Zanchetta J.R.,Institute Investigaciones Metablicas | Bogado C.E.,Institute Investigaciones Metablicas | Cisari C.,University of Piemonte Orientale | Aslanidis S.,Hippokration General Hospital | And 3 more authors.
Current Medical Research and Opinion | Year: 2010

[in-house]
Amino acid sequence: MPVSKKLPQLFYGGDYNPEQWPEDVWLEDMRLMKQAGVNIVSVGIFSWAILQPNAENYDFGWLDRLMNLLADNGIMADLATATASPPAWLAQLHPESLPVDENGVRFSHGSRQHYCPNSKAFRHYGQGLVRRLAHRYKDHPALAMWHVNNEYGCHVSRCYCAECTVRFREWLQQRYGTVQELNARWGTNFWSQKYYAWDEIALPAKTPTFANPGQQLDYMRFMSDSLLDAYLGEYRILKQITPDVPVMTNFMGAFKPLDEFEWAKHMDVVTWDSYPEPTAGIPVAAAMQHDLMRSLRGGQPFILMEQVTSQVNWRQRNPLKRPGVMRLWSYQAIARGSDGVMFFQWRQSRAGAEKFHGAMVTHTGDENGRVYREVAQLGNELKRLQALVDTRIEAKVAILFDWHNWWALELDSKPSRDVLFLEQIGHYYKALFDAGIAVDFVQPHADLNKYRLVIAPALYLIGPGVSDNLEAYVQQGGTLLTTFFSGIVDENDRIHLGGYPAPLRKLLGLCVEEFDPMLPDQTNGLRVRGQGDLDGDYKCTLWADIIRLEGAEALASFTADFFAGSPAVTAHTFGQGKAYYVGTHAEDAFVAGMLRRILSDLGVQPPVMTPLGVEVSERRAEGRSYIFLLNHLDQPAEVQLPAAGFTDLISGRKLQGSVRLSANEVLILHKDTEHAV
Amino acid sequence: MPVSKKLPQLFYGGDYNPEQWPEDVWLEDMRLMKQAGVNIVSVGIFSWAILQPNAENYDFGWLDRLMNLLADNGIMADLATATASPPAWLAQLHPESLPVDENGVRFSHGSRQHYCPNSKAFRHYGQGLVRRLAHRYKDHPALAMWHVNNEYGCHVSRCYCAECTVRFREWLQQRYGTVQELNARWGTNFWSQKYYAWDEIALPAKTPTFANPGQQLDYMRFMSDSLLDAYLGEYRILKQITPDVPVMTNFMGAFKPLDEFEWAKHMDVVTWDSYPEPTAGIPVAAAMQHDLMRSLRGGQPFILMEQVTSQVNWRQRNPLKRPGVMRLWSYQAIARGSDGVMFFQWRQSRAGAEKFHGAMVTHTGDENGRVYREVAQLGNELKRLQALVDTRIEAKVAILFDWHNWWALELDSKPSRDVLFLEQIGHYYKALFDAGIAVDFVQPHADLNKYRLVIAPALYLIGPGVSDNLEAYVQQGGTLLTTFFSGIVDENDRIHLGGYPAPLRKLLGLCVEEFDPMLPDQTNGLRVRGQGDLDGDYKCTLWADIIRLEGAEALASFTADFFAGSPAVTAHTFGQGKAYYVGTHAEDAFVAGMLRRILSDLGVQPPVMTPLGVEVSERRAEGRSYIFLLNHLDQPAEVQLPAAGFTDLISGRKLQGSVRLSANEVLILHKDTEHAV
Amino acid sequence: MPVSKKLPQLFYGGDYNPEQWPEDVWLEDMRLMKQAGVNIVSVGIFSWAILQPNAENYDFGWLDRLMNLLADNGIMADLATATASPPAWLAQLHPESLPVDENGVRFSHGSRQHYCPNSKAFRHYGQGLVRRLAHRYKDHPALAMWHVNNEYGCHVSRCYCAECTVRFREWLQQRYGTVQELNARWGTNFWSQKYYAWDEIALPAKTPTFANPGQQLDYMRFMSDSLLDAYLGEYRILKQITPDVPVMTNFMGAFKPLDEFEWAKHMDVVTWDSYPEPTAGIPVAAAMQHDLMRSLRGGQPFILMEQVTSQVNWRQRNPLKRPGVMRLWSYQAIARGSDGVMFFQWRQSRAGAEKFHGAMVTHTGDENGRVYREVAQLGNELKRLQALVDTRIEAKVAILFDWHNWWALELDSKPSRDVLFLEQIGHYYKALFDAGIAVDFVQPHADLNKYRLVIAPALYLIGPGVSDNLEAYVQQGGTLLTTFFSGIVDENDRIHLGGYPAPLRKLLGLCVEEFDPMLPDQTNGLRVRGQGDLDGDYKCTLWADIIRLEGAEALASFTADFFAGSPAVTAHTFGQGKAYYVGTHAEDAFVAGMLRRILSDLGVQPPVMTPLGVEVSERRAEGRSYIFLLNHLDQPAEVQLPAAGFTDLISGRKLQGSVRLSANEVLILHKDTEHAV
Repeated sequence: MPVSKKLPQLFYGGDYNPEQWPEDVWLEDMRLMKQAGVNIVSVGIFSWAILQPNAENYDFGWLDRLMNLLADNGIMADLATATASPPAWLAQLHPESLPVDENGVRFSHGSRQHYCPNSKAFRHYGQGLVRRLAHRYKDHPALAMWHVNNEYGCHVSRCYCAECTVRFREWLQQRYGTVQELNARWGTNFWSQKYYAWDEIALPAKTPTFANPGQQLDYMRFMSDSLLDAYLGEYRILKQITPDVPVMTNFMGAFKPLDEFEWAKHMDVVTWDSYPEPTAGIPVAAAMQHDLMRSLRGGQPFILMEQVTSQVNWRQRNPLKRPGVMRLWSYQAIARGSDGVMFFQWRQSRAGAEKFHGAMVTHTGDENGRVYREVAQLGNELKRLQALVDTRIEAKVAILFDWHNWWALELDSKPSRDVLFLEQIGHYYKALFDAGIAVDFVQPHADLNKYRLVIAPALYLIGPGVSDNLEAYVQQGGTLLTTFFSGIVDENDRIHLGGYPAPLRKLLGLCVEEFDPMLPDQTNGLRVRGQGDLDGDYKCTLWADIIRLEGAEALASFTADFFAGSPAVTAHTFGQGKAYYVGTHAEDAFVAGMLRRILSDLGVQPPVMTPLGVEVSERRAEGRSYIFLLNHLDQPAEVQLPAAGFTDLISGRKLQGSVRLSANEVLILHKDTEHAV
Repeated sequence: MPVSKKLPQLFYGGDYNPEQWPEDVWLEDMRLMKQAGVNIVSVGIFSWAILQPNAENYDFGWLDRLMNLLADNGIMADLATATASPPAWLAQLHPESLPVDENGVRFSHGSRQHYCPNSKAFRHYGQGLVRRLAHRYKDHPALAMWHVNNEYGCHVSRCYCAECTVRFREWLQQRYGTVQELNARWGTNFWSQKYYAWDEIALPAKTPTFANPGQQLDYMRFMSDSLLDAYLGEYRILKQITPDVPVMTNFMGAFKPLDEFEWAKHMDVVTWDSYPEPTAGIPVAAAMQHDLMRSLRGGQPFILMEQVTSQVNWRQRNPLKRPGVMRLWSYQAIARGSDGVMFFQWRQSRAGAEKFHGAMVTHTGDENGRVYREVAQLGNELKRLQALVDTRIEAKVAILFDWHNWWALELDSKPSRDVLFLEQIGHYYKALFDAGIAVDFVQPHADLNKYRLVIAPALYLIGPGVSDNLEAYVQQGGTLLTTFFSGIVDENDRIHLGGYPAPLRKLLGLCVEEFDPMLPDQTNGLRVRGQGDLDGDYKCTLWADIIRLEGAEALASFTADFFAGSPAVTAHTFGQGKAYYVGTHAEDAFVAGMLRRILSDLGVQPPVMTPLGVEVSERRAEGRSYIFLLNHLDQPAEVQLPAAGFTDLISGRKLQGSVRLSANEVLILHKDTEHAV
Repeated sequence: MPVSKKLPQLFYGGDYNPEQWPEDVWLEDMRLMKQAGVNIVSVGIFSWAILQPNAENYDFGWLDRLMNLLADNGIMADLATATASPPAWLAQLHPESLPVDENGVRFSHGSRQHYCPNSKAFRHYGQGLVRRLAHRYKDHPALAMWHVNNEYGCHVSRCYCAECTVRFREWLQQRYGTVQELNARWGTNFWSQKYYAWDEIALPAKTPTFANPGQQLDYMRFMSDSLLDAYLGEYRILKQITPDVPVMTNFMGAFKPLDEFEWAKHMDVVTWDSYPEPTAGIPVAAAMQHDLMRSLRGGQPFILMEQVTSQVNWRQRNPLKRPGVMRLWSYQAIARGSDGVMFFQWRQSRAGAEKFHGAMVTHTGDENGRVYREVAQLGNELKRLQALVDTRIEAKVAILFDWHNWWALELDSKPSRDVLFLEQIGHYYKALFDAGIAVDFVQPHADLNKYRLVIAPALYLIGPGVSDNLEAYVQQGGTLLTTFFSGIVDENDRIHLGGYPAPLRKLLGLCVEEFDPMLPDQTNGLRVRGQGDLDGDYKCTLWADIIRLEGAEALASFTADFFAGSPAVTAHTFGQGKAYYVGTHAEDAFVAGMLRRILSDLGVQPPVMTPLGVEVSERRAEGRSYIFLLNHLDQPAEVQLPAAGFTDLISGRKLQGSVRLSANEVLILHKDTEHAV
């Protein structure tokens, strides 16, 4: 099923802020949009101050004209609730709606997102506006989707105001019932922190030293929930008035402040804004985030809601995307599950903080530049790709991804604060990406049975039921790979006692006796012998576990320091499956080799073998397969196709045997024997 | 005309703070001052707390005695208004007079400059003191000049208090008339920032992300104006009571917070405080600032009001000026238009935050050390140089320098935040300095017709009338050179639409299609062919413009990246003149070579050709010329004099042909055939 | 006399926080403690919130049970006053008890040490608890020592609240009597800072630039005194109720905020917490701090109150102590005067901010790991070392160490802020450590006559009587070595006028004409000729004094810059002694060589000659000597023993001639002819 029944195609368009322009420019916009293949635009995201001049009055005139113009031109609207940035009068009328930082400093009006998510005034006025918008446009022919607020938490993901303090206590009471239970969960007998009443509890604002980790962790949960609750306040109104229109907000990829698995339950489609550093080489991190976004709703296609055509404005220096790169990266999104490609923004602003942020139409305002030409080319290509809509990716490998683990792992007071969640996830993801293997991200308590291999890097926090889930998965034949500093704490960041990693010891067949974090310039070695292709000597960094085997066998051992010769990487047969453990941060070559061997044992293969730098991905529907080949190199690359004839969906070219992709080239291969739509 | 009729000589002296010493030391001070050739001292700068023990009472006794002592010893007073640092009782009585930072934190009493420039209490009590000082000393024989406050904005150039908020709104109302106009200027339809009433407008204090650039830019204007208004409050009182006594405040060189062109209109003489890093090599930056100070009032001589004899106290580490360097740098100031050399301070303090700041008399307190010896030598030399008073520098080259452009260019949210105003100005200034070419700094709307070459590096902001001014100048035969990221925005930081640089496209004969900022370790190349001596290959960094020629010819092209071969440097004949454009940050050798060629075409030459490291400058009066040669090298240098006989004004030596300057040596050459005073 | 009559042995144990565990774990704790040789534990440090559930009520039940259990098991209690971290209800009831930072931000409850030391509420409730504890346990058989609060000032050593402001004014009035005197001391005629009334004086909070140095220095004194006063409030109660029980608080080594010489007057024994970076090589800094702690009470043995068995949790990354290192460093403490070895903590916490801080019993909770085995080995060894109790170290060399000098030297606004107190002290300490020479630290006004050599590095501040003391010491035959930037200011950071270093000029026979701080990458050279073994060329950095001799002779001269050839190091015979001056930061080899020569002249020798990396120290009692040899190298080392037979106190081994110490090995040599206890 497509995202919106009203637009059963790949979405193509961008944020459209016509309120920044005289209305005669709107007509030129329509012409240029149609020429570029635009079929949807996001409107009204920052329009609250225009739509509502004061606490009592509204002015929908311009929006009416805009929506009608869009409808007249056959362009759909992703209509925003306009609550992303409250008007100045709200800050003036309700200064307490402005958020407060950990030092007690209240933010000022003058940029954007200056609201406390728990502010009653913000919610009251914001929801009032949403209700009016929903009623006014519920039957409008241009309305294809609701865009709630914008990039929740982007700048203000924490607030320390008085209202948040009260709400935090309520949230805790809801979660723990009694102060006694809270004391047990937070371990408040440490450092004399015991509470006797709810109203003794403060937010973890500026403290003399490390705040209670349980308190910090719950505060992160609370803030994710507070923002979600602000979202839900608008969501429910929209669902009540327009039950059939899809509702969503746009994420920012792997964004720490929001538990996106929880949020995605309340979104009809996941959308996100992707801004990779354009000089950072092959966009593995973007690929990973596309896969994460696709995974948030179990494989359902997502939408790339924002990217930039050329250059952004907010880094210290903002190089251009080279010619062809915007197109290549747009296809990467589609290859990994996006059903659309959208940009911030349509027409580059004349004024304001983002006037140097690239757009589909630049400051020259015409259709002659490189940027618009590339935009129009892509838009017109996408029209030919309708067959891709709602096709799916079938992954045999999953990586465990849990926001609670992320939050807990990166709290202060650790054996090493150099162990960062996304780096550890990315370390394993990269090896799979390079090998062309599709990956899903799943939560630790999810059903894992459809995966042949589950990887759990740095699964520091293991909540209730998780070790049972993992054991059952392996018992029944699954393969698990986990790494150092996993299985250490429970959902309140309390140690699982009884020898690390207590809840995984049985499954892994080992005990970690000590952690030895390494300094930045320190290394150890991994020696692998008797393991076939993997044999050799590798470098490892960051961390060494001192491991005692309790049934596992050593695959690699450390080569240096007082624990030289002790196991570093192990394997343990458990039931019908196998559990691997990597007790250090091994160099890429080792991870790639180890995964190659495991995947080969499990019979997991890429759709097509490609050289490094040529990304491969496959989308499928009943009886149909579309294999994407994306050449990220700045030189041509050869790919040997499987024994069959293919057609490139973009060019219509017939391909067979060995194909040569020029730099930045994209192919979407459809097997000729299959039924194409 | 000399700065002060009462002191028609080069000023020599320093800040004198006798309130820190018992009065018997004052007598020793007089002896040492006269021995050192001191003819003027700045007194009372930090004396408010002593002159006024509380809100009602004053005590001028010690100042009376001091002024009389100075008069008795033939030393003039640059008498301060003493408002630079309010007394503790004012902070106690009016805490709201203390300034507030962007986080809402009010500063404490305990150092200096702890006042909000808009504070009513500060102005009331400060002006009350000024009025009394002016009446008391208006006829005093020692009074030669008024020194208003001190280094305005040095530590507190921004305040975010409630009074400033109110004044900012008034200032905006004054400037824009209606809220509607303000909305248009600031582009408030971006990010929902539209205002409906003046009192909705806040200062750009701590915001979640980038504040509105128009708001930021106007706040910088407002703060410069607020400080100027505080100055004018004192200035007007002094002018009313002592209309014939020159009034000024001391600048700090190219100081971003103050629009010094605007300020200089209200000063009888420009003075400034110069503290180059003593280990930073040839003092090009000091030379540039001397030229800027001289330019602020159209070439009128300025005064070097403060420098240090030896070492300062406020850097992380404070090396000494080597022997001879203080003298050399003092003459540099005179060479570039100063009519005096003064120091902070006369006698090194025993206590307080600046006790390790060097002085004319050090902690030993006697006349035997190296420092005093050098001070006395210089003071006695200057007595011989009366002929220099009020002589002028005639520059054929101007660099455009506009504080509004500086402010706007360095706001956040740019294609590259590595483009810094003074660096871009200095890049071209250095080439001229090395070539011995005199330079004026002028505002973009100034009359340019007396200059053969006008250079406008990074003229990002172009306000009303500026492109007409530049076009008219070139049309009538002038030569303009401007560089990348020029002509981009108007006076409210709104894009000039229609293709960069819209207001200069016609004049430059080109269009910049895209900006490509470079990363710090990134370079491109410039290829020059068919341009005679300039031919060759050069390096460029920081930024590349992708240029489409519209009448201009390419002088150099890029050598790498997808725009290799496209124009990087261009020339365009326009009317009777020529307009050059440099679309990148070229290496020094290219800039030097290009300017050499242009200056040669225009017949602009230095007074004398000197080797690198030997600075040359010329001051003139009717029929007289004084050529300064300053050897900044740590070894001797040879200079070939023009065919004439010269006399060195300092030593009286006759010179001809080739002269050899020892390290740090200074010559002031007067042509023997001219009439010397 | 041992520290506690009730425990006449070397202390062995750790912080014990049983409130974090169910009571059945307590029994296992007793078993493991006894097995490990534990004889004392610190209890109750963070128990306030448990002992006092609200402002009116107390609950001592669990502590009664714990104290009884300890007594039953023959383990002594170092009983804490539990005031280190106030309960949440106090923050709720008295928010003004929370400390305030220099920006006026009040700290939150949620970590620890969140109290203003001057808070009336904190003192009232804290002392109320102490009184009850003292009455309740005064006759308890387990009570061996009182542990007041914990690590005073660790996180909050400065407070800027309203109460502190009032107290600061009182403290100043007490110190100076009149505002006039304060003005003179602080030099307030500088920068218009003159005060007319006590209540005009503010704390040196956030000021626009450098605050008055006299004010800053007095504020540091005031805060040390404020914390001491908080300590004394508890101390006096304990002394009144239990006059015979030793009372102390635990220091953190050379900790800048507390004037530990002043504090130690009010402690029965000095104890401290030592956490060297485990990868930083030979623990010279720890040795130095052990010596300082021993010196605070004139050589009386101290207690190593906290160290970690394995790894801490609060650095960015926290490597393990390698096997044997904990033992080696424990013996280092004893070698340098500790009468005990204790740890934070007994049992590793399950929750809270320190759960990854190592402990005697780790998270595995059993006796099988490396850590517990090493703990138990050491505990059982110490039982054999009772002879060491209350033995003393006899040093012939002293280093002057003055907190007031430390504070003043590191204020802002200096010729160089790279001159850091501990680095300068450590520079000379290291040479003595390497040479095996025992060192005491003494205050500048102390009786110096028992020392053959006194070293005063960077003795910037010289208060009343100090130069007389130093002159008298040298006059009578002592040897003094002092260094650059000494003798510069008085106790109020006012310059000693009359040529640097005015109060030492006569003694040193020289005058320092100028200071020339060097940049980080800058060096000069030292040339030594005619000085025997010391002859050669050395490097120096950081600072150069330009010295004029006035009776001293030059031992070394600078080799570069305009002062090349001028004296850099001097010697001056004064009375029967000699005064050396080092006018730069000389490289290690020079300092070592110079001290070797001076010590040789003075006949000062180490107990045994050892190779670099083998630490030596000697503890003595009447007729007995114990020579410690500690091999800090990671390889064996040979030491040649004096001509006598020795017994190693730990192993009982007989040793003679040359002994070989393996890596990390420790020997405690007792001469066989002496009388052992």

Objective: To determine the safety and efficacy of full-length parathyroid hormone, PTH(184), treatment for up to 36 months by evaluating bone mineral density (BMD) changes, bone histomorphometric indices, and clinical fracture incidence in postmenopausal women with osteoporosis. Background: The TOP trial demonstrated increased lumbar spine BMD (6.9) versus placebo after 18 months of PTH(184) treatment and reduced the incidence of new vertebral fractures (61; p0.001). The therapeutic benefits of long-term treatment of postmenopausal women with PTH(184) are unknown. Methods: The safety and efficacy of 36 months of once-daily dosing with 100g PTH(184) in postmenopausal women with osteoporosis were assessed. Women receiving placebo during the TOP trial were eligible for PTH(184) in the extension study. Clinical trial registration: NCT00172120. Results: Lumbar spine BMD increased by 8.5 above baseline (p<0.001) at 36 months of PTH(184) treatment, remaining stable during the last 12 months of treatment. Increases in total hip and femoral neck BMD occurred more slowly, reaching 3.2 and 3.4, respectively above baseline at 36 months (p<0.001). The total hip BMD showed no signs of reaching a limiting value although the femoral neck plateaued from months 24 to 36. Seven patients had vertebral fractures during the placebo phase of the TOP trial and before entering the extension study, but this rate decreased with the introduction of PTH(184) therapy, resulting in a single worsened vertebral fracture in the first 6 months and no further vertebral fractures from months 6 to 36. Treatment over 36 months with PTH(184) was well-tolerated and iliac crest biopsies showed no adverse effects on bone. Limitations: There was no placebo group for BMD comparisons. The number of patients assessed for fracture incidence was small. Conclusions: PTH(184) treatment for 36 months resulted in significant increases in BMD at the lumbar spine and hip, was associated with a lower incidence of vertebral fracture when compared to before therapy initiation, and was well-tolerated. The continuous increases in total hip BMD suggest that prolonged PTH(184) treatment may be beneficial for postmenopausal osteoporosis. Increased BMD at the femoral neck and lumbar spine also showed favourable changes but plateaued between 24 and 36 months. Long-term treatment was not associated with abnormalities in bone biopsies. © 2010 Informa UK Ltd All rights reserved.